3. Assess the existing customer experience

You may also wish to collect feedback from customers on their existing experiences. Knowing how customers experience a brand as they interact with it can help evaluate strengths and identify possible areas for improvement. This qualitative data can be a valuable tool in crafting a more comprehensive and positive customer experience. It can also be easier to engage with and get responses from existing customers than from general consumers.

You can collect customer feedback on satisfaction with different in-person and digital channels. Gathering metrics, both qualitative and quantitative, can help give a full insight into how effective marketing methods are at engaging, supporting and retaining customers and identify possible ways to improve the customer experience.

Related: A Guide to Analytical Skills: Definition, Examples and Tips

4. Map the desired customer journey

Once you've identified and analysed the different customer segments you want to target and understand their habits and interests, you can start the planning process. Consider mapping the journey you want customers to take. The journey of a customer is the steps taken between them discovering a brand and making a purchase. Mapping out this journey for each customer segment can be a valuable tool in planning out your marketing strategy.

Having a map for each different segment of your target audience and the channels through which they may interact with a brand can help devise more targeted advertising campaigns. You can also create strategies for directing customers between different channels, increasing engagement on multiple channels. It's also important to consider any risk factors to plan strategies for avoidance or mitigation.

5. Create brand guidelines

To ensure consistency of advertising content and brand messaging across multiple channels, consider drafting guidelines for a brand. Having continuity in aspects such as the visual presentation of branded content, type of customers represented in advertisements and features of products and services highlighted can strengthen brand identity and help to coordinate the experience customers have across different channels. A strong and consistent brand identity can help boost awareness of and loyalty to a brand.

There are also brand tracking tools that can allow you to measure and predict the health of a brand from the point of view of consumers. An important component of marketing to consider are the values associated with a brand. It's important that brand messages on different channels embody the same values. For example, a company can show it values its customers by ensuring its marketing content emphasises the company's customer service.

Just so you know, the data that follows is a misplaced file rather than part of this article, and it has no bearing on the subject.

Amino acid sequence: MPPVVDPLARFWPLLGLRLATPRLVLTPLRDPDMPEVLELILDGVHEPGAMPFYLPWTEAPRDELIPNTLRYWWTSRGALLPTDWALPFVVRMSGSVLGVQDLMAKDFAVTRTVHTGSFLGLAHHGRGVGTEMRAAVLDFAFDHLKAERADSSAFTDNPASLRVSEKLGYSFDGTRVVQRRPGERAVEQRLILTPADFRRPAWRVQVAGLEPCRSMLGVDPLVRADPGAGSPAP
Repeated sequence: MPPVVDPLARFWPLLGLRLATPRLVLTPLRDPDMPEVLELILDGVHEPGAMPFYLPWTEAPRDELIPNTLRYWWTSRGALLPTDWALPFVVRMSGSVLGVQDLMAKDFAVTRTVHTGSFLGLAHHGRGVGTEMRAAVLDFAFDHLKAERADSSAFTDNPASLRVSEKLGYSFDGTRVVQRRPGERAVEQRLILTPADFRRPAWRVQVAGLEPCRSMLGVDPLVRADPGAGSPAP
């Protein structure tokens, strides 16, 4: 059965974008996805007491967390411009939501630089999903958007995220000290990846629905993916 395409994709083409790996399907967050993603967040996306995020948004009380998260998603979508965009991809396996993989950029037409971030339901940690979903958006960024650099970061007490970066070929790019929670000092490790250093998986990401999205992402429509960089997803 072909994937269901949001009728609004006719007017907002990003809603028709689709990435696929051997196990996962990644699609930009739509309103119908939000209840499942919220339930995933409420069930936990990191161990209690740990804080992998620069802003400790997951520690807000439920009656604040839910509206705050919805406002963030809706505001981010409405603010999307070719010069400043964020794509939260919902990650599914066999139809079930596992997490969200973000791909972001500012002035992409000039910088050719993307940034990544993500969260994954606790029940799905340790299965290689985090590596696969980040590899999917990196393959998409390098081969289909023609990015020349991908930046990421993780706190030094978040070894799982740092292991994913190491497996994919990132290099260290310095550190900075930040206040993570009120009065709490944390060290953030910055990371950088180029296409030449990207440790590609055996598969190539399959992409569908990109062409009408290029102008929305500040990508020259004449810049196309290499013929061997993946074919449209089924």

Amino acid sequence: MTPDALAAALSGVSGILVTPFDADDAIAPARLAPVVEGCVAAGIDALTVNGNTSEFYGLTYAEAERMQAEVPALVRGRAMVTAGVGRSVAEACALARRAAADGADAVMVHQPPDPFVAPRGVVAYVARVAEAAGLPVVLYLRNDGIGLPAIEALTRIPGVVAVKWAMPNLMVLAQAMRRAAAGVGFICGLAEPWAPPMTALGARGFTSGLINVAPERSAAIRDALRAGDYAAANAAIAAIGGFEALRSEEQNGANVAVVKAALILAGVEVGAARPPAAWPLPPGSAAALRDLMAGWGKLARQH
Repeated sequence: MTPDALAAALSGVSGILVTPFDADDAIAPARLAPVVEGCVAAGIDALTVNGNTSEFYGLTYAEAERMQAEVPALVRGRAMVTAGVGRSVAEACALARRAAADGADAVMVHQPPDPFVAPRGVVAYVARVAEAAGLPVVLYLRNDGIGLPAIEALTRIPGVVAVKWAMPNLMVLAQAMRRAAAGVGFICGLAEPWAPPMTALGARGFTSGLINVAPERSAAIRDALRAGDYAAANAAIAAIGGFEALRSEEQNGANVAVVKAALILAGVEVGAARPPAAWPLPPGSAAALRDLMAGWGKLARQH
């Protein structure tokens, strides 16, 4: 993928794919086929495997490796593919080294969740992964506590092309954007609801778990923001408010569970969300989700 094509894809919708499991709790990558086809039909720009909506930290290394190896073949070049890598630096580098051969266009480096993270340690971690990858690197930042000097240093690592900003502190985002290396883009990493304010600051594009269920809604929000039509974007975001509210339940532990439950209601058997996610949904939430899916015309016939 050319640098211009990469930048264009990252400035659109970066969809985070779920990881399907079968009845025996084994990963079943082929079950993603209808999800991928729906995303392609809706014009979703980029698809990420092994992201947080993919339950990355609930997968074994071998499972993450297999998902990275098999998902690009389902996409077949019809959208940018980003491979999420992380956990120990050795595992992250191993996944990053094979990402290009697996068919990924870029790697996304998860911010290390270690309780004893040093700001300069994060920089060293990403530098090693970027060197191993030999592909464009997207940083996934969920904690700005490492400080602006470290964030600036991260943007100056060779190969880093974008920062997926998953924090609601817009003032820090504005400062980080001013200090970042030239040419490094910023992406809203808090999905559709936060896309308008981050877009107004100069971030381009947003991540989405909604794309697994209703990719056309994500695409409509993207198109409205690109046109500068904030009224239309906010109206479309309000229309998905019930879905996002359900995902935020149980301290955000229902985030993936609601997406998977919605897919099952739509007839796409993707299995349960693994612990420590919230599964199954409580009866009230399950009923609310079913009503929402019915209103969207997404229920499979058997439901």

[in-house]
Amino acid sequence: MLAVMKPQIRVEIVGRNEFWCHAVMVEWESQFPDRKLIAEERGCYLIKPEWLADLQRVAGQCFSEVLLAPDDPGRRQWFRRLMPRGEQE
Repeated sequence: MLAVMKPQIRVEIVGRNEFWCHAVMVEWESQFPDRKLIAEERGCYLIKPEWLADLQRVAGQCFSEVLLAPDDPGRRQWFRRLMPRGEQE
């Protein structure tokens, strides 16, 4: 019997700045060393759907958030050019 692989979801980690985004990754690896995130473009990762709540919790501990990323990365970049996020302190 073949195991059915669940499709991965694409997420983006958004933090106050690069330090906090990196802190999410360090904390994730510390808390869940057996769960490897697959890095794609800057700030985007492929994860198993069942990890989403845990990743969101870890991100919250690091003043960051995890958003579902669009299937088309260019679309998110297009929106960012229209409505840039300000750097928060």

Related: What Does a Brand Manager Do? (With Salary and Skills)

6. Test your strategies

It can be beneficial to test strategies before fully implementing them, especially if you require approval from senior management. How and when you try new approaches may depend on the specifics of the customer persona that you're targeting. For example, if you're marketing school supplies, it may be optimal to trial a new marketing strategy during school holidays. Testing strategies can help you identify any unforeseen issues that can help you optimise them and also provide practical evidence that you can present to senior management.

There are also media planning tools that can run scenarios and model potential outcomes of marketing campaigns based upon information on audience characteristics, budget and key performance indicators. Modelling and pre-launch testing strategies can help assess a strategy at minimal costs. This information can inform strategic decisions on future campaigns and marketing approaches.

Related: How to Create KPIs to Boost Performance

Benefits of omnichannel marketing

Omnichannel has several benefits for a brand, including:

  • Increased brand loyalty: Being consistent brand messaging across marketing channels helps customers to build familiarity and trust with that brand, as their expectations are likely to better match with a brand's products and services. This familiarity and trust can help improve brand loyalty, as customers may think of a brand more often when they encounter similar messaging.

  • Improved customer experience: Though omnichannel looks at different channels of marketing, this strategy largely focuses on customer needs and their experience, rather than engagement metrics.

  • Increased revenue: By encouraging customer engagement with a brand across multiple channels and working to make the customer journey consistent and personalised can boost sales and increase revenue.

  • More focused strategies: As omnichannel requires creating a consistent brand image across multiple channels, marketing strategies are more focused. This can help simplify the planning process, as the end goals are more pre-defined.

Explore more articles